NotesFAQContact Us
Collection
Advanced
Search Tips
ERIC Number: ED205441
Record Type: RIE
Publication Date: 1981-Apr
Pages: 14
Abstractor: N/A
Reference Count: 0
ISBN: N/A
ISSN: N/A
The Role of Map Instruction for Geographic Learning.
Spring, John W.
This monograph discusses the importance of maps and mapping techniques for students in elementary and secondary school geography classes. Maps are interpreted to include plotter print outs, space and aerial photographs, plastic three-dimensional relief models, spatial images on cathode ray tubes, and holographs (images produced by laser beams). The author suggests that the geographic learning process should begin with skill-centered techniques rather than knowledge-centered techniques because, among other reasons, students can more easily understand a three dimensional world before they are able to interpret a more abstract representation of it. Also, because students generally enjoy the skill-related learning activities such as mapping, they are likely to be more highly motivated to study geography when these activities are stressed. Because maps are more abstract than most geographers and many educators realize, classroom teachers should first present maps to students on a horizontal plane (on the floor) rather than on a vertical plane (on the wall). Specifically, maps and map models should be set on the floor and oriented along the same lines of direction as the classroom. The students should be positioned along the southern periphery and should be facing the map. The importance of this positioning becomes evident later on when the vertical lines on a wall map will depict a north-south axis, and the horizontal lines will imply an east-west direction. After students have mastered maps, map models and symbols, and basic mapping techniques, teachers can use wall maps and projections. Teachers should, however, continue to review previous learning activities to assure students that the more abstract wall map on a vertical plane is actually representing the same phenomena which were demonstrated earlier on the horizontal plane. (DB)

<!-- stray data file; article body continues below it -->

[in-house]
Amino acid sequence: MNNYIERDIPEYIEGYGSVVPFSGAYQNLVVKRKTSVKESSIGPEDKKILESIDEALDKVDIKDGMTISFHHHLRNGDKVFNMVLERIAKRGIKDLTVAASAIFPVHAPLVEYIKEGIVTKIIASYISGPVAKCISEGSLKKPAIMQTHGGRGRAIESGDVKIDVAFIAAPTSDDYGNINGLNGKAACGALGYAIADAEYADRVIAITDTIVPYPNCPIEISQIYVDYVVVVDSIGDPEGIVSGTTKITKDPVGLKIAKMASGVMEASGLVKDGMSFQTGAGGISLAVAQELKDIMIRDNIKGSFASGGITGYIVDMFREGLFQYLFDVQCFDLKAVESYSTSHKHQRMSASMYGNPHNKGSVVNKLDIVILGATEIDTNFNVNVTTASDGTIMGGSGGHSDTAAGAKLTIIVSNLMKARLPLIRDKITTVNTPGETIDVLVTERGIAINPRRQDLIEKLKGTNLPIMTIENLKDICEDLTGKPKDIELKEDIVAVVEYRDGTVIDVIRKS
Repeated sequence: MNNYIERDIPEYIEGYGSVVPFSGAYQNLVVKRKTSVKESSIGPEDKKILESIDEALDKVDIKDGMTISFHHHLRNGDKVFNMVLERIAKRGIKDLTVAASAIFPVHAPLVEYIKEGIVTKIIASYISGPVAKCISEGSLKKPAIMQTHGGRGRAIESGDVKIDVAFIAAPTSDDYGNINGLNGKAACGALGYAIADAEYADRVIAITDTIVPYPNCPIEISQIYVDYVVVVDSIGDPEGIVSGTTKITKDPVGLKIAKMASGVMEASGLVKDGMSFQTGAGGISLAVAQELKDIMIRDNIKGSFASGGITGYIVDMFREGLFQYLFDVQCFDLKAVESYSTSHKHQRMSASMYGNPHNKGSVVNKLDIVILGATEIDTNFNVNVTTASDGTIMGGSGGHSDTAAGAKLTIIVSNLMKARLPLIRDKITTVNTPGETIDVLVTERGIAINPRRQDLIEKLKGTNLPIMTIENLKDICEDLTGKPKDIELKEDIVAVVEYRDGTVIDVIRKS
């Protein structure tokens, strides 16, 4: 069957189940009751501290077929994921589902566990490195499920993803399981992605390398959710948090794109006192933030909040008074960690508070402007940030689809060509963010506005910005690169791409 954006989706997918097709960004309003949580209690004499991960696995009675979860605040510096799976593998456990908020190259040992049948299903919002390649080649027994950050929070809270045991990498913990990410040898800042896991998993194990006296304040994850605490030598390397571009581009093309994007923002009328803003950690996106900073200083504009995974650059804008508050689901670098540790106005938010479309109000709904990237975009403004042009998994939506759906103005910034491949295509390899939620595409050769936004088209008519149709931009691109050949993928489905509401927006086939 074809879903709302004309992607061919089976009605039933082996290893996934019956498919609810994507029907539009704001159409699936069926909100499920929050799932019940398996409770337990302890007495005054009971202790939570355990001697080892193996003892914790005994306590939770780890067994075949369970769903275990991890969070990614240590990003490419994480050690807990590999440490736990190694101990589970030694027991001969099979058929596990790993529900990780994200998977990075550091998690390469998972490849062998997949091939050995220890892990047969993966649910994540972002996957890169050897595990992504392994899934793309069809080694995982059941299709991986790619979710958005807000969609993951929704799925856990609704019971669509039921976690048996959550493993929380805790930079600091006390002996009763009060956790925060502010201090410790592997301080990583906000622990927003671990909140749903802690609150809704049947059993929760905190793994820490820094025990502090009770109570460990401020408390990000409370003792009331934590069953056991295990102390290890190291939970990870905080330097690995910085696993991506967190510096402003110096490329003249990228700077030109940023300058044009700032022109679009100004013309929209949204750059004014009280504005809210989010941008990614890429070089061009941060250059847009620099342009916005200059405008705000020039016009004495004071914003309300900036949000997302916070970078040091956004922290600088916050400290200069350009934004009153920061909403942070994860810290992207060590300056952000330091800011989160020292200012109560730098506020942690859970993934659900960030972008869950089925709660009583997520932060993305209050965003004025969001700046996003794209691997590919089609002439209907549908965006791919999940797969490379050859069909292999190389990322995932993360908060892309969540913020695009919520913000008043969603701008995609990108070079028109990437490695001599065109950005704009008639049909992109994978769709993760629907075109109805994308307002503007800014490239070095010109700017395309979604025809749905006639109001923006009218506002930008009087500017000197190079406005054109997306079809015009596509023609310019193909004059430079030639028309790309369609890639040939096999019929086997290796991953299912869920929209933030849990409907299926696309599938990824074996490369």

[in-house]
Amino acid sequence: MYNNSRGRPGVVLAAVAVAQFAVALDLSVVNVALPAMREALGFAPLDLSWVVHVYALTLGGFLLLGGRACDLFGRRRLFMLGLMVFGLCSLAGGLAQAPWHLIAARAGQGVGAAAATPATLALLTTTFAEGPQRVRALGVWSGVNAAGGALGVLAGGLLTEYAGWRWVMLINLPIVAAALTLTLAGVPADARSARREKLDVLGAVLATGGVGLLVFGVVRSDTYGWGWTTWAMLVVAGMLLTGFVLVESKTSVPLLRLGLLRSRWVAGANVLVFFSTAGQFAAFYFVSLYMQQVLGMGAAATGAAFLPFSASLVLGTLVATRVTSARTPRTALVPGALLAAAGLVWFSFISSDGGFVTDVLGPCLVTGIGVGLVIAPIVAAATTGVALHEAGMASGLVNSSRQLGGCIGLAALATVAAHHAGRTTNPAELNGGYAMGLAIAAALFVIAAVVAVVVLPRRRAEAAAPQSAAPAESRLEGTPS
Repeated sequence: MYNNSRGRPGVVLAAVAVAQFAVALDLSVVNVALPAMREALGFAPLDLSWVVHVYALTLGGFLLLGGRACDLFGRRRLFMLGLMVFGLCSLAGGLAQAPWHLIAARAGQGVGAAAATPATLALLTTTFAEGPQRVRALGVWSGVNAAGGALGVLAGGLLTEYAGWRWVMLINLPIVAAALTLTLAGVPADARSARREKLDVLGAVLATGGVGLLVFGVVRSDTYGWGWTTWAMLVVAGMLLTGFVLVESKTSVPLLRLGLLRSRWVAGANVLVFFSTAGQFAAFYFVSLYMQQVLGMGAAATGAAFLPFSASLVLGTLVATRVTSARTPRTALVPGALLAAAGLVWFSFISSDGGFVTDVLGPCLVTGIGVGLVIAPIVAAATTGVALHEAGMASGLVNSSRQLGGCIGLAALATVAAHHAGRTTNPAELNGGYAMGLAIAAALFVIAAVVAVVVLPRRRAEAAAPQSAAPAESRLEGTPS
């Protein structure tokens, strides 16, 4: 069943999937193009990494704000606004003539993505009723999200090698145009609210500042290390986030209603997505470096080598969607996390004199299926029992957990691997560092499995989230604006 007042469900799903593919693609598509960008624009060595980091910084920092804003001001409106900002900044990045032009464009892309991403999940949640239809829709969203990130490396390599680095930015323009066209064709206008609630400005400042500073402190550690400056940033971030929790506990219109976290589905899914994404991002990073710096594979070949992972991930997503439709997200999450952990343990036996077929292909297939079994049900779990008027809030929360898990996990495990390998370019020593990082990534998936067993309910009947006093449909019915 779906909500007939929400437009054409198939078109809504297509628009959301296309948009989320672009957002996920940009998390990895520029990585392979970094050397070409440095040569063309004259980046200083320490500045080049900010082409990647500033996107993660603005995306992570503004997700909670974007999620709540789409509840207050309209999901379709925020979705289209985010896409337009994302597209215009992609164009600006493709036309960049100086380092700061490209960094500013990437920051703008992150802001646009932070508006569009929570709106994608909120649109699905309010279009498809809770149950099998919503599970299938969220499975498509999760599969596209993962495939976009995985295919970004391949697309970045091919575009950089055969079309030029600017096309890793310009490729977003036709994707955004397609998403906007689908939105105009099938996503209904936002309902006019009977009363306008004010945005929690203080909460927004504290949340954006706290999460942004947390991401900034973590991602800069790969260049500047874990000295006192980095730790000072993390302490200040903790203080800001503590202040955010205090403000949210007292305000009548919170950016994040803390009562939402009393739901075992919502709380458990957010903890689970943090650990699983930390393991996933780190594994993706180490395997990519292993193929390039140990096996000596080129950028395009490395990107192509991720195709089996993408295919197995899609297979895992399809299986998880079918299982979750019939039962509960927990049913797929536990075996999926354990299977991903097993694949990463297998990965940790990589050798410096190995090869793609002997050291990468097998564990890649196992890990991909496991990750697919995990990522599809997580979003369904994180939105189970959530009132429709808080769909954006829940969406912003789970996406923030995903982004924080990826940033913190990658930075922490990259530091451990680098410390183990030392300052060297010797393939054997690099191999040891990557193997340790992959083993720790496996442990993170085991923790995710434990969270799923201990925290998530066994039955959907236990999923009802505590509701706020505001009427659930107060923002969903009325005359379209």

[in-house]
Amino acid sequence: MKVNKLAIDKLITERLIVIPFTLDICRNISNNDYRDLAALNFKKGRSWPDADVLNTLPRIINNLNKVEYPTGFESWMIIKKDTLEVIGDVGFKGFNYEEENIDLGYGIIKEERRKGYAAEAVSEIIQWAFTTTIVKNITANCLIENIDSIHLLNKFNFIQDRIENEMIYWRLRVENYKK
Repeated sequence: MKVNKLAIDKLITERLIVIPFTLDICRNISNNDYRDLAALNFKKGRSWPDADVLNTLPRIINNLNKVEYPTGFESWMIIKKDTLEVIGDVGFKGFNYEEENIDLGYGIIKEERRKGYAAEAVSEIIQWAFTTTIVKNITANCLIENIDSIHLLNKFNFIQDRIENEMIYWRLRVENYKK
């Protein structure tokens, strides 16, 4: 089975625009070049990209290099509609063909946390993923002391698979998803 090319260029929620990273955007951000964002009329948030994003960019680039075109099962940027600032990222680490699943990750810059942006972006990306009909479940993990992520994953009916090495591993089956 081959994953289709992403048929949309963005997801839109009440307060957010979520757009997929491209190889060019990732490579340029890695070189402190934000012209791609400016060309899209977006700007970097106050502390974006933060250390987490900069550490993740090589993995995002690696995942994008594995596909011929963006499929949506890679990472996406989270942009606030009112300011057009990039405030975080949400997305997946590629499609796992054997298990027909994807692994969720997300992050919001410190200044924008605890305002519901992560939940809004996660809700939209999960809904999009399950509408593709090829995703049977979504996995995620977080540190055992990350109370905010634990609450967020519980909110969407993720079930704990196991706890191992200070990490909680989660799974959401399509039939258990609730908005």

Publication Type: Opinion Papers; Speeches/Meeting Papers
Education Level: N/A
Audience: N/A
Language: English
Sponsor: N/A
Authoring Institution: N/A
Identifiers: N/A
Note: Paper presented at the Annual Meeting of the Association of American Geographers (Los Angeles, CA, April 19-22, 1981).